Friday, January 8, 2010

Daddy Is a Dead Man


The naked branches of the sycamore tree
are your arms, stiff and brutal, swinging at me.

You never wrapped those limbs around me
and pulled me to your trunk, simply holding me.

You stood alone and harsh on the landscape
of my life, implacable and unable to shelter me.

In all the long winter of my youth you stood
with your sticks, whipping me, claiming to love me.

You were my god, stately but diseased within.
You blamed me, and your switch delivered me

From some mysterious sin. I endured my growing
from your roots, until your death released me.

______________________________________

I conducted a difficult interview today. She's the local lady citizen of the year, heralded for her volunteerism and giving back to the community. Usually I warm them up with a few jokes and a quick photo or two and a laugh. I sat there for two hours and left there knowing no more about her than when I left. She wants to give kids a safe place to play while their parents work, but she wants to do it behind the scenes. I can say it in 23 words. How will I every stretch it out to 1,000? Ah, but that's what I do best: ferret out the others, the ones who will say nice things about her and maybe tell a tale of two.

Today's poem is the result of a lifetime in the clutches of someone who didn't have a heart for kids. I am what I am because of his training, and because of the training of a thousand other people who had a heart for a lonely kid. It is a triumphant poem because I did survive and he taught me on that harsh landscape that you make it or you break on your own power. I loved him mightily, and he once held me in his arms when a horse bucked me off. I will be forever grateful. You get back on that horse and you ride until he bucks you off no more. Cheers!

23 comments:

Alan Burnett said...

My first thoughts were that the poem must have been painful to write - in a way it was painful to read. But then I caught the feeling of release you talk about. Well done, you.

the walking man said...

There are better ways than standing aloof from the children.

Dave King said...

It sounds the wrong thing to say, perhaps, but I really warmed to this poem. The metaphors are not only powerful in themselves, but powerfully used. What it records is utterly terrible, of course, but the poem itself is fabulous. I can imagine learning it by heart to have it always with me - like a treasured stone from the beach.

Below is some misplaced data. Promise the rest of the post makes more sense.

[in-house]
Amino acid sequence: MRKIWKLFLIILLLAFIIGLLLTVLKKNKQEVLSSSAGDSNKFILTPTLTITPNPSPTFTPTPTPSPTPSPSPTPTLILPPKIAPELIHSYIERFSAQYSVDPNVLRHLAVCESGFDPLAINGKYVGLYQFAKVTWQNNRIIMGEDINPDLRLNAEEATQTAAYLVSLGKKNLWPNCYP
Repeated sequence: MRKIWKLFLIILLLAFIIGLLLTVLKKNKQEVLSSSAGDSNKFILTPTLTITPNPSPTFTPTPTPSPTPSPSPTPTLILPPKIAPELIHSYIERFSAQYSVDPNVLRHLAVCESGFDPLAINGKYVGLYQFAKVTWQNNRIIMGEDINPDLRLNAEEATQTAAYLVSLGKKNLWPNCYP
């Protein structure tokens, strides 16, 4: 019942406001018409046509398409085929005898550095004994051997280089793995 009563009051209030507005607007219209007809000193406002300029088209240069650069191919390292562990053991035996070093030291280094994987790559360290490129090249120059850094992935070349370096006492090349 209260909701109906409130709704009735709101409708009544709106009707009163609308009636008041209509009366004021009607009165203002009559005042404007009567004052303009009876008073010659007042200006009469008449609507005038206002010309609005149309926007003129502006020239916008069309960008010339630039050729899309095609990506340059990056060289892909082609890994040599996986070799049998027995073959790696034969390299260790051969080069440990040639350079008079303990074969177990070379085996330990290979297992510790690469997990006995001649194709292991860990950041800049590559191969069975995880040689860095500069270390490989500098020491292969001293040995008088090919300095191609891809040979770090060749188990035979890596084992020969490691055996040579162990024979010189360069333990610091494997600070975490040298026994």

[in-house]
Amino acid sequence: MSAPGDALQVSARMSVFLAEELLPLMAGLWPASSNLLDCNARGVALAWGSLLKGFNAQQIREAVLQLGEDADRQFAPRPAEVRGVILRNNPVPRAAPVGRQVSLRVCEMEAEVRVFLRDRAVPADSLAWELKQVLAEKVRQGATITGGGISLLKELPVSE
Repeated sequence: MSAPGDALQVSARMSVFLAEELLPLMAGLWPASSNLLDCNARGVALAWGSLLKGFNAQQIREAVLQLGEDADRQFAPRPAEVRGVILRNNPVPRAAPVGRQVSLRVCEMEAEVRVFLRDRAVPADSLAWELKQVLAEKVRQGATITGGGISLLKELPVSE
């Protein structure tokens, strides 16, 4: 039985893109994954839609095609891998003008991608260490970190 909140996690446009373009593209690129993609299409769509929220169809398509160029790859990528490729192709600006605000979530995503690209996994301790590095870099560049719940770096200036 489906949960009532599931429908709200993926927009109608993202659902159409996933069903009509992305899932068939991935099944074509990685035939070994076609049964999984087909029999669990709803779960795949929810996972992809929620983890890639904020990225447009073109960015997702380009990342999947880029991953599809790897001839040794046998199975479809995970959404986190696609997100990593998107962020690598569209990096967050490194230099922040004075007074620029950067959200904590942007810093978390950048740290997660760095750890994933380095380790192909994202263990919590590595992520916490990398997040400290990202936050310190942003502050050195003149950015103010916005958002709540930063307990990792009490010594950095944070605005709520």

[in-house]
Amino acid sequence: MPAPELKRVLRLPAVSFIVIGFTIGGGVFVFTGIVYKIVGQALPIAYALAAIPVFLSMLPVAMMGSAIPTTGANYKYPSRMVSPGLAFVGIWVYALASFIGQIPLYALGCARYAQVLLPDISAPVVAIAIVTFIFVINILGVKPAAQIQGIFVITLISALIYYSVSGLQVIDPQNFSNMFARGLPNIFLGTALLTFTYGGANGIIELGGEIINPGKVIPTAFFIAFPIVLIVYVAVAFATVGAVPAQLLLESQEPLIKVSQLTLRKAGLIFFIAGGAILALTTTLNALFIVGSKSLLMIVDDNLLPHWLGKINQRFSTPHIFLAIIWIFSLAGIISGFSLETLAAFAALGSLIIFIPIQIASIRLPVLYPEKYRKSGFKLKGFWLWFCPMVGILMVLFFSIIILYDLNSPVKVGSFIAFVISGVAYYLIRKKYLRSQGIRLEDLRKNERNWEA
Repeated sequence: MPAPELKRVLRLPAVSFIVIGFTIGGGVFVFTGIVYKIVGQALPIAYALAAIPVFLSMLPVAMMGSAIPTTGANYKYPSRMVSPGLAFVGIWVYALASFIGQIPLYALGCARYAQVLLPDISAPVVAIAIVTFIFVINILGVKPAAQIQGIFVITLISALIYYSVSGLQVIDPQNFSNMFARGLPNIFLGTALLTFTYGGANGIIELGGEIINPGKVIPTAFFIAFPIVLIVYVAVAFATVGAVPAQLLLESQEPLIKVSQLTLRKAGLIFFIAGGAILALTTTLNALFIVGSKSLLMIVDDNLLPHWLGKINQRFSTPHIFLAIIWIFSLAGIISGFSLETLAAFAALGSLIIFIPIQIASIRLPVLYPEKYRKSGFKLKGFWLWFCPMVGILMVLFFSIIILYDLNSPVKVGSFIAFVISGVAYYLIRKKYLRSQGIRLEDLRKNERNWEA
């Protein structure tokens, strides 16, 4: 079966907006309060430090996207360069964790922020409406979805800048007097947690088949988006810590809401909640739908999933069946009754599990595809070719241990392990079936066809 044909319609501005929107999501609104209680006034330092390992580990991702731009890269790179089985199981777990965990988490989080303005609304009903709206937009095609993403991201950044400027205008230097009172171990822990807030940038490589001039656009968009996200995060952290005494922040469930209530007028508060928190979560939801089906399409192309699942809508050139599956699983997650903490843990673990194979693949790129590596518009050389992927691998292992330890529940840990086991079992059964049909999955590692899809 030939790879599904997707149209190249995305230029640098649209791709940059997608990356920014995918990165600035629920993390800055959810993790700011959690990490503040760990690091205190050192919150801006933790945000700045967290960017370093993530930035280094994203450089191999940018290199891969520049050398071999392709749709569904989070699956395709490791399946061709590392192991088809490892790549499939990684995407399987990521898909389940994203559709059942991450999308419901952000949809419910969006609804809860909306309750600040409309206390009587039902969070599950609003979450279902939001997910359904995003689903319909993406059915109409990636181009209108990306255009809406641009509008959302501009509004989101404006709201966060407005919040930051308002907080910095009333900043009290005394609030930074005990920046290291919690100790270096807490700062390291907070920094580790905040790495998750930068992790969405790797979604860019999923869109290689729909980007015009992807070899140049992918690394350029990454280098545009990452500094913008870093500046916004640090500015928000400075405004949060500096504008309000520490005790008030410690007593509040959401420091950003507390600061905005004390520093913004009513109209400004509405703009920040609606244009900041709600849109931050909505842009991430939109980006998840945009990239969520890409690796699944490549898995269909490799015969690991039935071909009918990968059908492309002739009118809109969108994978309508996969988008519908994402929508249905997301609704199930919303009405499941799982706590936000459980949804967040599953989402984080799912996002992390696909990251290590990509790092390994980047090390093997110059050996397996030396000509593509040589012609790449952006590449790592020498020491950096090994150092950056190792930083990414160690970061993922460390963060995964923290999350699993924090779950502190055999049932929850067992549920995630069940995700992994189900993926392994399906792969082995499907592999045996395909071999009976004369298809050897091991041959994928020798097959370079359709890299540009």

Beth said...

Wow! That poem could be written about my grandmother. She grew up hard and has become a bit harsh as a result. It was her survival mode.

Very well written and thought provoking.

Brian Miller said...

this one hurt a bit...i have stood in those trees...

Secretia said...

Keep getting back on the horse. Persistence works!

Karen said...

{{Chris}}

Unfortunately, as children, we love our gods no matter what they do to us. I know they have their own demons, but my heart breaks for the children.

Berowne said...

Check out Robert Frost's "Birches" for a great similar poem. Happy new year!phypech

Shadow said...

i know parents such as this... it's sad. breaks a spirit still so young...

Kim A. said...

An honest poem that has the message that is hard for me to acknowledge. But you do so graciously and simply. I cannot watch any movie or show these days that portrays any harm or hurt to children, or animals, or people. I watch sci-fi where all the big, bad creatures get blown to bits in the end. Weird, huh?

evalinn said...

I can relate to that poem.

Good luck on the writing!

Poetikat said...

Oh wow! This makes me so sad. Thank God you did survive, Chris and I'm sure your story will aid and inspire so many who live this too.
Great, great poem!

Dianne said...

I love the bare sycamore, but will not look at it the same way again.

Hmmmm
it is good to be behind the scene

Di

Enchanted Oak said...

This poem was cathartic to write. It released me from the power of big guy battering a little guy. I was appalled when I wrote it because, after all, my father is dead and cannot correct my memories.
When I decided to go to college, Mom and Dad did a 180 and went wild with praise for me. From the age of 19 to 28 we had a wonderful decade. It was miraculous how much love was abundant in that household.
People can change. I certainly changed. I became the first child in the extended family to attend college, and I graduated summa cum laude. I gave him something to be proud of before he died of brain cancer. He gave me many hugs in those later years. The one that meant the most was the hug when I got bucked off the horse. Go figure.

Kristin H. said...

People DO change. I believe that.

You are a magnificent writer.

Syd said...

I found my father aloof also. He was a man who didn't suffer fools and had little patience for whiners. I was neither around him. And yet I loved him also. Very much.

garden-variety drunk said...

i identified you with your poem, particularly about finally being released from all of that past.

thank G-d we don't have to always wait for the other person to die to get relief : )

Mama Zen said...

Amazing, amazing poem.

Karen said...

Who knows what he endured as a child? NO EXCUSE, but really, he probably didn't spring fully formed this way.

Prayer Girl said...

This was a beautifully written post - the poem and your description of it.

God bless you.

PG

lakeviewer said...

Powerful!
This is raw beauty!

Tall Kay said...

What a beautiful message of unconditional love and forgiveness. You are so good at what you do. I'm anxious to hear more of what you learn of the old woman!

Akannie said...

Little girl with the powerful words... I am so grateful that you are my friend.

xoxoxox

Albert Einstein Quotes